Wednesday, August 24, 2011

Requiem for an Adventure (part 1 of 2)

Alright. I'll say that this is a pretty overwhelming task I've set out to undertake. I want to write out something that can effectively bring my summer to a close. Three months would be a lot to summarize if I had stayed in Atlanta and gone through some form of normal routine, wherein I went to class and taught at the IRC and hung out with Young Life kids, and drank good beer with people that I love. But, I didn't do any of those things. I climbed mountains. So, here's what will be my best attempt at communicating what this adventurous chapter of my life was all about.
I'll start by saying that I was most overwhelmed with/impressed by the people. The college-aged kids that worked out at Ute Trail Ranch this summer were amazing; solid kids with beautiful hearts and a real desire to let Jesus use them to serve and communicate love with the people around them; wonderful people with whom I built relationships that will last.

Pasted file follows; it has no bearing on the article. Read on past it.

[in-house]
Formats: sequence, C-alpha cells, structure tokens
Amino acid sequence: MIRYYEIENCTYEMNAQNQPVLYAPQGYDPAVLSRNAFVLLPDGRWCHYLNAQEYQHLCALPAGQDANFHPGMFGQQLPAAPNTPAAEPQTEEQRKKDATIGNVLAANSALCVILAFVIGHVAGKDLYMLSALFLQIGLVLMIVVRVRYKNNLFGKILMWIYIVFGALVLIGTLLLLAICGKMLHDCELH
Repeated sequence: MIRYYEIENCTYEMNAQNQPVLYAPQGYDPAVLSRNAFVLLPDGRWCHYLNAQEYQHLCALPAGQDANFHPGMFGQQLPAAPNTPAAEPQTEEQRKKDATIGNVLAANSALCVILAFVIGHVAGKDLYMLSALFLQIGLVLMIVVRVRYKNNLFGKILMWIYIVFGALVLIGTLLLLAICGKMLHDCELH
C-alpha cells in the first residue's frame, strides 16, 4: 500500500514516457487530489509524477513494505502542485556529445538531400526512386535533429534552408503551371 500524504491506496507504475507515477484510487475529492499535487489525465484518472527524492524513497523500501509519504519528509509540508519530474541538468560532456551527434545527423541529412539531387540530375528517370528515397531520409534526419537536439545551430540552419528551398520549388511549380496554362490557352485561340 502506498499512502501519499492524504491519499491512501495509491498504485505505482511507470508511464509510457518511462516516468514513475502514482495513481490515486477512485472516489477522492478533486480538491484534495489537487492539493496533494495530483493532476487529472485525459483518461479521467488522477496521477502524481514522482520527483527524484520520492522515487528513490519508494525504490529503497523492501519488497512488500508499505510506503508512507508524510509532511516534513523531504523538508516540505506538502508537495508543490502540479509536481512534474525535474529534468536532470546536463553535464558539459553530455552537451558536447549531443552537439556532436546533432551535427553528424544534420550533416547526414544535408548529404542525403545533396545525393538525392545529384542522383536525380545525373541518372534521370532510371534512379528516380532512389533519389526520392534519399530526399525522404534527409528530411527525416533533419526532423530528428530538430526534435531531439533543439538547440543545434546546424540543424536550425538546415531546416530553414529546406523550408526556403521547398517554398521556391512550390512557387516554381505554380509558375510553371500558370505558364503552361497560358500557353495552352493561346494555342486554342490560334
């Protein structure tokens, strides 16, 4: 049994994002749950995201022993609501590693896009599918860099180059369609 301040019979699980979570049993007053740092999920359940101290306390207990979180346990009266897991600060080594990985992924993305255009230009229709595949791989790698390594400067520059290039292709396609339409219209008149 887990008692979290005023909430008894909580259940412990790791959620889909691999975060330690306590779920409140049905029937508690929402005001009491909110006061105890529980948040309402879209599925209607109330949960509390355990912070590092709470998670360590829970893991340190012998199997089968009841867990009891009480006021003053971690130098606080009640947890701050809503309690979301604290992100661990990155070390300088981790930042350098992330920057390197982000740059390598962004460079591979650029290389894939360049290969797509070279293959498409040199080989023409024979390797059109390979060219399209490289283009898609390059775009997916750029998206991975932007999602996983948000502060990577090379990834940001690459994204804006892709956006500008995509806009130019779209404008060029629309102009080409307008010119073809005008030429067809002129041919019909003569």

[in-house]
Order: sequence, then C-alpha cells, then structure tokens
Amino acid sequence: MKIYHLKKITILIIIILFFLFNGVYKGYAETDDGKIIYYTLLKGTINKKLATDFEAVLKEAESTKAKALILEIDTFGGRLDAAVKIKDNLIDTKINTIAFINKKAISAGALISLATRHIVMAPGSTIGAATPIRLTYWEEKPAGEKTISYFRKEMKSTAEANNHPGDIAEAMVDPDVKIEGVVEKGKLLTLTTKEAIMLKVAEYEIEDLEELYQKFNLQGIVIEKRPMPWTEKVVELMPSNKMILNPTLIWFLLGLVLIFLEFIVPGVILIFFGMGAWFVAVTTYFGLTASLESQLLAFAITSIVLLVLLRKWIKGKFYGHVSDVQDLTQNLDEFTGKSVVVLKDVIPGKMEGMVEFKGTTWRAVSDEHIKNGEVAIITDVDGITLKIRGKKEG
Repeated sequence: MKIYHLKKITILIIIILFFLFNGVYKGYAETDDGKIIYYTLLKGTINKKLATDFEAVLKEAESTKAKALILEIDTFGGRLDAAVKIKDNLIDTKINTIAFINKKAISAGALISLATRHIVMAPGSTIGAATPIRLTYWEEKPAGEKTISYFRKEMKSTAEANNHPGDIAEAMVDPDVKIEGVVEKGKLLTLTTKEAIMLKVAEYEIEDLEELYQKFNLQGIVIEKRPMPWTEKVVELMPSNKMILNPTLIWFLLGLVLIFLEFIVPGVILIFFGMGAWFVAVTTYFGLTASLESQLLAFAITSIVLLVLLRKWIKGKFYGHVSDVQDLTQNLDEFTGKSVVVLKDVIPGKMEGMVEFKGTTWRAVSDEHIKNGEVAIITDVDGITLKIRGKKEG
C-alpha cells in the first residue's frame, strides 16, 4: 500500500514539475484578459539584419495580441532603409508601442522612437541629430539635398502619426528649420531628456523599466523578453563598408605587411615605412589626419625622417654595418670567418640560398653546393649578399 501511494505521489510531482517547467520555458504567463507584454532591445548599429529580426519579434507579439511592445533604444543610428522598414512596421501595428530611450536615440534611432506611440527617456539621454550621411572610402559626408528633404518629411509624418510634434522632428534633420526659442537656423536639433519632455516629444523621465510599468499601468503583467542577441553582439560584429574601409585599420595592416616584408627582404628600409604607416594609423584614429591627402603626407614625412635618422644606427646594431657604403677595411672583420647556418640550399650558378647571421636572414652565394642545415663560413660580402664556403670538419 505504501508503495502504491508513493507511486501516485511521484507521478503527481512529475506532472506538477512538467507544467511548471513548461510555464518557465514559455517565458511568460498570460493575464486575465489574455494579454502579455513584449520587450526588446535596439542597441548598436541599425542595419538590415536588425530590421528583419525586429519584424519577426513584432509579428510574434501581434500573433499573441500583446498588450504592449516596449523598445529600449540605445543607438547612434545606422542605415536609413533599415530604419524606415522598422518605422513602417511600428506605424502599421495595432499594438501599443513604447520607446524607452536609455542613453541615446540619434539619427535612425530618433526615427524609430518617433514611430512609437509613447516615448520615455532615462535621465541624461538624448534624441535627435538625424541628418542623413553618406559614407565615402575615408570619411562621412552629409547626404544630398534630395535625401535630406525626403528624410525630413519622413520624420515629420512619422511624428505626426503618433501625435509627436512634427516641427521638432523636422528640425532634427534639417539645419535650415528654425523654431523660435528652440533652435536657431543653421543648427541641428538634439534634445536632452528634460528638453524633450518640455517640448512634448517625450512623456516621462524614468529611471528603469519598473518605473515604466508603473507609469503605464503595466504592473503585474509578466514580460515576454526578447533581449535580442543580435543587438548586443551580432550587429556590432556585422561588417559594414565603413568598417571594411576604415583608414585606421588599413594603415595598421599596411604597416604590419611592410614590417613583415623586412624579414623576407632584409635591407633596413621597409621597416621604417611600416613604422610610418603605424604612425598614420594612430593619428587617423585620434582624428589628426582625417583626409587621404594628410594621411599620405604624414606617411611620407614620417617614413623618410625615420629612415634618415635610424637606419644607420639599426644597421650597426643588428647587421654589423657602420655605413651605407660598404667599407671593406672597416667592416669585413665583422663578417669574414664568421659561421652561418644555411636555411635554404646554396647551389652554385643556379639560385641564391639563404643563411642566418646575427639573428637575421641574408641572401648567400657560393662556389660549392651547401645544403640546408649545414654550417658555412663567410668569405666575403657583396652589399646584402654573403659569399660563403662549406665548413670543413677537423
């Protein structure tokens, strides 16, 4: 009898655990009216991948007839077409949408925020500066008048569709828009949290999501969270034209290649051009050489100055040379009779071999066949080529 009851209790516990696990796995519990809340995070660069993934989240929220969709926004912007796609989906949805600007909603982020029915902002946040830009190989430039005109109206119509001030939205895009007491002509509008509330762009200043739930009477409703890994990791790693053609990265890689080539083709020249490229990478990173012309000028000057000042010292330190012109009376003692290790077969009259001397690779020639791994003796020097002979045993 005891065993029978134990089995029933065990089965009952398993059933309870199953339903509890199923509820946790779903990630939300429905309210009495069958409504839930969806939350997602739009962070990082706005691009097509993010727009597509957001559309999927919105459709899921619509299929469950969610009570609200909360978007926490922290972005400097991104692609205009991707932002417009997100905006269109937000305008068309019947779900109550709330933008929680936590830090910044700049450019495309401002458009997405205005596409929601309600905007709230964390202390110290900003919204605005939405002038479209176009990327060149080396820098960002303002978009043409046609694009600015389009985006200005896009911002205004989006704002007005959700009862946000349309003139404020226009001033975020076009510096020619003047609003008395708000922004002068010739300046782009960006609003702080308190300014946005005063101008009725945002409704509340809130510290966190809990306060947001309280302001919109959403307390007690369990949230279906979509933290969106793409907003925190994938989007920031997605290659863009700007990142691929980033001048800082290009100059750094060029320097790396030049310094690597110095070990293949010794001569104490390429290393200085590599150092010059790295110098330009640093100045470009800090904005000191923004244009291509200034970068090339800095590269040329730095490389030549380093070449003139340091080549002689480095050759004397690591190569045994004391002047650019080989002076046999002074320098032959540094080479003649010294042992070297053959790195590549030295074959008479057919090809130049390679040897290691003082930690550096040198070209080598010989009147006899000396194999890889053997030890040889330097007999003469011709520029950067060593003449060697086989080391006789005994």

Secondly will be the ministry itself. I came back with a mixed reaction to the work that I undertook this summer. Sky Ranch is a really Christian organization that does a good job of establishing through their camps a culture that serves to replace, to some degree, the "secular" culture that campers come from. I absolutely abhor this concept for several reasons. One, I believe that we are called as Christians to exist within the culture that surrounds us. We are also called to find our identity in Christ and not participate in the temptation of culture that pull us away from that core identity. But, as soon as we establish a Christian culture to replace the world, we are effectively taking ourselves out of it and shutting ourselves off to the opportunity to love the people that have no understanding of truth. We build walls around ourselves, and wait for those "non-Christians" to come to us. Which is exactly the opposite of what Jesus did in his ministry. It's safe and feels good to not have to interact with darkness nor face the darkness within ourselves. But how can we be effective witnesses if we are not walking alongside those that are lost? Pet peeve, really. That was one thing that I couldn't reconcile. As far as ministry that was done on trail, I usually operate with the understanding that kids need to hear the gospel and see it played out in front of them no matter who they are or where they come from. The program that I worked in did not operate under that same assumption. So, there were a few times when folks I worked with and for wanted to go deeper and deeper into faith and spiritual concepts, when the kids that we were leading on trail had never come face to face with their own need for a savior. There was one or two isolated incidents where we had to talk through some of that, but for the most part we (the other guides and I) adapted to each other and ministered effectively, which was huge. But, kids met Jesus on trail, and while the work that was done wasn't always what I thought was best, Christ is much bigger than me or my plans and expectations. And, he came through tremendously in the lives of the kids that came on trail. Stick around for part two.